- This “hands-on” chapter takes a single-column page and shows how to add a sidebar to make a 2-column layout. It also shows how to use IDs to select and style different sections within the page, and how to create accessible headings.The chapter looks at various issues that occur with 2-column layouts and floats, including IE6 bugs and how to work around them. I found a couple of the approaches to be a tad kludgey, but overall it’s a solid introduction to multi-column layouts.
The end of the chapter explores all the various CSS 2.1 selectors in depth, and explains the concept of specificity.
- 8: How Do I Style Lists and Navigation Menus?
- As you’d imagine, this chapter deals with styling unordered, ordered, and definition lists. It also shows how to turn plain lists into attractive vertical and horizontal navigation menus, using CSS sprites to achieve rollover effects.The chapter ends with a discussion of generated content (using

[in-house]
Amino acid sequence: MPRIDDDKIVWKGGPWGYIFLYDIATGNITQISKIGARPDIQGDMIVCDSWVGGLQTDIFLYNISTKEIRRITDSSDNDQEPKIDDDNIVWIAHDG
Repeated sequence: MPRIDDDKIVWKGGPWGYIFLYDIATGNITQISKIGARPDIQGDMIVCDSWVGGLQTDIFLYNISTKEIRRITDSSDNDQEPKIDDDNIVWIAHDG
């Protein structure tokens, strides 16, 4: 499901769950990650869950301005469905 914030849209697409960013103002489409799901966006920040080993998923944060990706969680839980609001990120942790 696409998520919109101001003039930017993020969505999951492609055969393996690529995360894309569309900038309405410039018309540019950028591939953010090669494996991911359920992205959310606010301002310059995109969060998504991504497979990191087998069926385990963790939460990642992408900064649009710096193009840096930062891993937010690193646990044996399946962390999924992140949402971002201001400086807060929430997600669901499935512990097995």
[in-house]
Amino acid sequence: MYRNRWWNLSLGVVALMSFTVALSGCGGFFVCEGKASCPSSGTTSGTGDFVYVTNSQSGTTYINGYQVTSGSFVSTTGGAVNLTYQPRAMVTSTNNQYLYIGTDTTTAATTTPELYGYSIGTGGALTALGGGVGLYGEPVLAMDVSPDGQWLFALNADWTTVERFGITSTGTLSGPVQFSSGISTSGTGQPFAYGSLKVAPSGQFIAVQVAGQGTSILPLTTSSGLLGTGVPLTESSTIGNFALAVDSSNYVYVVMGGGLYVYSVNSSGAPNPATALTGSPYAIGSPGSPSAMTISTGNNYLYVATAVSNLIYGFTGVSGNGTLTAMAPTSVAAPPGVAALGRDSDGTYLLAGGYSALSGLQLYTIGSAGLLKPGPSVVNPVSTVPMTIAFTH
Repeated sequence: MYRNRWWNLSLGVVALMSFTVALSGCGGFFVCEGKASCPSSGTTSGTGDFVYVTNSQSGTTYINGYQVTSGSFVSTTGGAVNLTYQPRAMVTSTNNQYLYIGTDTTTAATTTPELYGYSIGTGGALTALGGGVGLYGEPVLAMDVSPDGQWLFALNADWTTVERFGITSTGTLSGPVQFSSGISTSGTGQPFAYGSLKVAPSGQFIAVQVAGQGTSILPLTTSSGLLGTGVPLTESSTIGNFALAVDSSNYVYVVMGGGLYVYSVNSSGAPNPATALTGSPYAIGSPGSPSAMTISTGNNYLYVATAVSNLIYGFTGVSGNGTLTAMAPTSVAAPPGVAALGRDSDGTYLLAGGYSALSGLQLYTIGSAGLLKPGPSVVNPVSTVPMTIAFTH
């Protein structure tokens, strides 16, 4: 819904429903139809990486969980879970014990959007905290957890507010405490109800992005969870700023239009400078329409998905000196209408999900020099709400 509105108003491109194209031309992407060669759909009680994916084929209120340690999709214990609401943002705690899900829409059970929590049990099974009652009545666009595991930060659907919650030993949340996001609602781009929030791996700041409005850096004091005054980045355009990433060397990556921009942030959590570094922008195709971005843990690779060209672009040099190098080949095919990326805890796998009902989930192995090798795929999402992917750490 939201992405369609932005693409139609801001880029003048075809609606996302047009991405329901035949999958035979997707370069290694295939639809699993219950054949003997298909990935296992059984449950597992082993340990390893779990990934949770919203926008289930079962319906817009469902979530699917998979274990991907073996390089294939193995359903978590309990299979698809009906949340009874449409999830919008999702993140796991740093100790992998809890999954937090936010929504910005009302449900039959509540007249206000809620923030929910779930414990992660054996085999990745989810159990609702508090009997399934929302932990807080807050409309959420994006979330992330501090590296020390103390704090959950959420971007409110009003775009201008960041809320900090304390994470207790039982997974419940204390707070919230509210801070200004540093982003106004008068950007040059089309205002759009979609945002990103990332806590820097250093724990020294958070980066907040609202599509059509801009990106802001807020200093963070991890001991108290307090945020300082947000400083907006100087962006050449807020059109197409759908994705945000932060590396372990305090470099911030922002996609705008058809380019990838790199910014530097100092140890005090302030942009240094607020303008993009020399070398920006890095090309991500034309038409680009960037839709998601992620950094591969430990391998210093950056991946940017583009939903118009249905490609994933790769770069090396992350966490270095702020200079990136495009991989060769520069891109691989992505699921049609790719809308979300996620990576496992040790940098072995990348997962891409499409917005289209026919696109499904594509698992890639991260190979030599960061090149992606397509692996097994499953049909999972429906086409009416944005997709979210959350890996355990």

:after, and so on). While it’s a bit strange to see this in a chapter on lists, I guess there is some connection between the two topics.
- 9: How Do I Style Tables?
- Covers styling HTML tables using CSS. The chapter starts with a good explanation of how browsers lay out tables and looks at some less-used (but very useful) table-related elements:
caption. Then the chapter tackles table-related CSS properties, such as
table-layout, and shows how to use CSS to add borders, style columns and rows, add cell spacing and padding, lock down column widths, and more.The chapter ends with a very nice practical example that shows how to style a weather chart.
- 10: How Do I Position Elements Precisely on the Page?
- Explores CSS positioning, covering all the values of the position property (
static). The author wisely points out that while absolute positioning sounds like a designer’s dream on the surface, in practice it’s of limited use for whole-page layouts. Instead the chapter concentrates on small but useful applications of CSS positioning.